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Sitting down with the regional owner of a large franchise at the conclusion of a recent convention, I found myself in a discussion about how one person can do it all. During this discussion, I had one of those rare moments of clarity that came in the form of an exercise I demonstrated from the stage the next day.

As small business owners with growing pains, we were sharing ideas about how to scale and grow without letting either our customer service or our commitment to our employees and partners be diminished.

It was during this deep personal discussion that I saw clearly a man juggling a series of balls, each with a name or title on it. There were several other balls on the table in front of him with other names/titles. Here are some examples:

  • Buyer’s Agent
  • Listing Agent
  • Administrative Agent
  • Team Leader
  • Runner
  • Marketing Director
  • Managing Broker
  • Mom/Dad
  • Husband/Wife
  • Brother/Sister
  • Son/Daughter
  • Carpool Driver
  • Home Cook, Cleaner, Lawn Mower

The juggler in my vision was very good. He had four or five balls in the air at all times and did a great job keeping them in the air while moving his hands into position to catch and throw the next ball. But things got interesting when the juggler—with five balls in great rhythm—is asked to pick up another ball. The juggler, knowing that he couldn’t add one more ball, had to make a critical decision: which ball do I put down in order to pick up the next one?

Imagine you’re working with buyers and sellers, doing all your own admin work, and are a parent and spouse. In order to pick up marketing or training a new agent, or giving back to your board or association, you have to choose which ball to put down.

The juggler—looking perplexed—looked at the non-negotiable of father and husband, then looked at buyers/sellers and decided that he couldn’t put any of those down. The clarity came when the juggler said that he didn’t want to do real estate at the expense of his family.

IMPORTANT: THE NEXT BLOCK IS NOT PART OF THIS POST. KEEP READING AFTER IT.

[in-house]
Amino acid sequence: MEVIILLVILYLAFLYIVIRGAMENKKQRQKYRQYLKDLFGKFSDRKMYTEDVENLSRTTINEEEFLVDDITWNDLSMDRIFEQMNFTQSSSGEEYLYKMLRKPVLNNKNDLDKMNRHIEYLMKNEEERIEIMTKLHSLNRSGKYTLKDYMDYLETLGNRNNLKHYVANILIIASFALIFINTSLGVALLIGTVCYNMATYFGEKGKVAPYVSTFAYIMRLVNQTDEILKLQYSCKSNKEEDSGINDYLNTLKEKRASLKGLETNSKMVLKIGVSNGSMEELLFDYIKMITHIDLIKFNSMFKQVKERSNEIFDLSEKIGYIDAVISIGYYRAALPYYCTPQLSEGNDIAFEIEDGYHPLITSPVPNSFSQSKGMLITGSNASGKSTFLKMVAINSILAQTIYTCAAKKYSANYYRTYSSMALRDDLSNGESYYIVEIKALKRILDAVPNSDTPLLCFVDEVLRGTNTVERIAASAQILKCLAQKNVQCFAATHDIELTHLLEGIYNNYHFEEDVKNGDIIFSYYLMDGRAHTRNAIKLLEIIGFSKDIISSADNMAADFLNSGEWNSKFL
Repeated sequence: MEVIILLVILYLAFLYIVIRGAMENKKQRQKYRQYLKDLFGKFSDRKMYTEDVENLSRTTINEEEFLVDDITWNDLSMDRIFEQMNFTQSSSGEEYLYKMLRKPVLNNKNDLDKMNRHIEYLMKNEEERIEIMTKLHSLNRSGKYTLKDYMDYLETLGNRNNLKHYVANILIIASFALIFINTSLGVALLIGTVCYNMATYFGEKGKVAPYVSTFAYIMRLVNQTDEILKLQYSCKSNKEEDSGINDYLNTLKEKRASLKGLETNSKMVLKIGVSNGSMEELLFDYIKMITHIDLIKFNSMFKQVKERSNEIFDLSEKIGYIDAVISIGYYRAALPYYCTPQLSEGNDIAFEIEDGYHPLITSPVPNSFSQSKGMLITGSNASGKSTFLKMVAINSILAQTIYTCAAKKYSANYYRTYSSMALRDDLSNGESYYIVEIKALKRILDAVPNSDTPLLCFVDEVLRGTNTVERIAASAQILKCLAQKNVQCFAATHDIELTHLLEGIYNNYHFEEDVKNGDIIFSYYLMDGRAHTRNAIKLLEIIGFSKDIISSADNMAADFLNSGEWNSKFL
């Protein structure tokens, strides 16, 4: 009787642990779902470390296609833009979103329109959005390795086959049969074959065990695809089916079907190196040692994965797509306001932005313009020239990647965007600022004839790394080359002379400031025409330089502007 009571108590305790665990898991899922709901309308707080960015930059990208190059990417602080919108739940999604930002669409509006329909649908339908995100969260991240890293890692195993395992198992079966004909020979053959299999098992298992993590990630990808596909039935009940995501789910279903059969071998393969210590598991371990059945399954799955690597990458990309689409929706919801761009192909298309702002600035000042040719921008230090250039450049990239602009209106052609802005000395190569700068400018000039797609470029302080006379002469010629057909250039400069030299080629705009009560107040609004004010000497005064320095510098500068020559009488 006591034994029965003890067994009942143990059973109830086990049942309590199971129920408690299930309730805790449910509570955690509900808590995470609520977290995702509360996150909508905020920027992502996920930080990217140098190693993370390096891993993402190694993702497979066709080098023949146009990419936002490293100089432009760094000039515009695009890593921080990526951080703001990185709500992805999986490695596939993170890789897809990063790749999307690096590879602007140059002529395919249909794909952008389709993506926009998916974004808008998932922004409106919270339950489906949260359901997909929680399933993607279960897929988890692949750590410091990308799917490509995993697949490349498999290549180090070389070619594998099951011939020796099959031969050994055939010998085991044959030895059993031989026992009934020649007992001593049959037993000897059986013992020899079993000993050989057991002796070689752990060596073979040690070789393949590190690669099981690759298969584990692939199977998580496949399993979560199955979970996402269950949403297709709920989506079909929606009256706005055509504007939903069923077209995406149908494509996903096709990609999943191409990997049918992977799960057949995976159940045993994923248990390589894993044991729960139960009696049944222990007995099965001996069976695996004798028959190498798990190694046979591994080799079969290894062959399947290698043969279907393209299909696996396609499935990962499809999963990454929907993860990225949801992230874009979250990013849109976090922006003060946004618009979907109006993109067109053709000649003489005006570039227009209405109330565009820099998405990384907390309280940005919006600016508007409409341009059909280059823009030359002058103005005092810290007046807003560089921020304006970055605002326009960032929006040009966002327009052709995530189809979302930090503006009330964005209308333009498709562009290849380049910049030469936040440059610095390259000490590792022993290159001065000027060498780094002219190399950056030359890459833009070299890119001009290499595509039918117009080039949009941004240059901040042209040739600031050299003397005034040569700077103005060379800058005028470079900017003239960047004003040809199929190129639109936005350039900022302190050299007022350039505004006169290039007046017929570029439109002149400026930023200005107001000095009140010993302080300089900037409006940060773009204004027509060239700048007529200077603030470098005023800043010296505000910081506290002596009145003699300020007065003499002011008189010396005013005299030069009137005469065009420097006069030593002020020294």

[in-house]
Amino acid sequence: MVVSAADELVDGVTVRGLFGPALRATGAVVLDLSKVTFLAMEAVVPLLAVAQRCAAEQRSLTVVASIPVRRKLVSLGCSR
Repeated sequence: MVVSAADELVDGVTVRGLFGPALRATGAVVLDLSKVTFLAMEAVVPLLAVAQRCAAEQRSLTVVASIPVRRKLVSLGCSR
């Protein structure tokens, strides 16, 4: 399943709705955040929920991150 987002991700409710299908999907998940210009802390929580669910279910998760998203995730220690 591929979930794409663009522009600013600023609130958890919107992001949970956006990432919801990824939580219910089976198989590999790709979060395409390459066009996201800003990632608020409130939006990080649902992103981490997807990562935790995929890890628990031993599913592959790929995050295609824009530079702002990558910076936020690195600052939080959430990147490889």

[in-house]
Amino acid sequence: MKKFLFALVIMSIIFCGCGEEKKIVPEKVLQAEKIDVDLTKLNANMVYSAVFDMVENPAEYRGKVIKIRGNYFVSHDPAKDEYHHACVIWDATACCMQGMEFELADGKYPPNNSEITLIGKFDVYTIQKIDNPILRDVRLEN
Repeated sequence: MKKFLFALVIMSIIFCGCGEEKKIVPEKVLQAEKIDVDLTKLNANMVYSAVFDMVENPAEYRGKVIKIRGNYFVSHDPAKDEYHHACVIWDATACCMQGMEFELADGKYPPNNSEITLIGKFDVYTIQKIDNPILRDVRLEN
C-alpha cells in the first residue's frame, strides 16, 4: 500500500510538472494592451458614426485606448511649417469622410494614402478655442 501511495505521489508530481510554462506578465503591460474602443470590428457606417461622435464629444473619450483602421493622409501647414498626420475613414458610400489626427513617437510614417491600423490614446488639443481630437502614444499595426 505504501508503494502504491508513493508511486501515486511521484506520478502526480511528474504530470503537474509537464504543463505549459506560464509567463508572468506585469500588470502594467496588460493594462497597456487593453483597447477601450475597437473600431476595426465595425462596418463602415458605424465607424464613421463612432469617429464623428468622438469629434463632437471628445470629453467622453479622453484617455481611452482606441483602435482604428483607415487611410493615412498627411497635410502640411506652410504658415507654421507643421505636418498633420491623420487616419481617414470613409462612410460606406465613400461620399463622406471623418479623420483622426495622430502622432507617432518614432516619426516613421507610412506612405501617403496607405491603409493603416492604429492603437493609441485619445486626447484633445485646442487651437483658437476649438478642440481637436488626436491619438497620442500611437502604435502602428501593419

At that moment, we decided that our families were non-negotiable and that we were going to create leverage in our business so that we could be present in our lives.

Leverage is simply using systems and humans to pick up the balls that must be juggled in order to provide great client experiences. It all starts with your first assistant and grows from there when a buyer’s agent is hired. Understanding that we all drop the ball at one point or another­—and that it’s usually the people we care about most that get let down with the excuse that we’re doing it all for our families­—we have to be willing to delegate and pass the ball to others so that we can give attention to what matters most in life.

As David O. McKay said, “No other success can compensate for failure in the home.”

Now’s the time—and this is the year—to create leverage in your business and your life.

Workman_Verl_2017_100x100Verl Workman is the founder and CEO of Workman Success Systems (385-282-7112), an international speaking, consulting and coaching company that specializes in performance coaching and building successful power agents and teams. Contact him at

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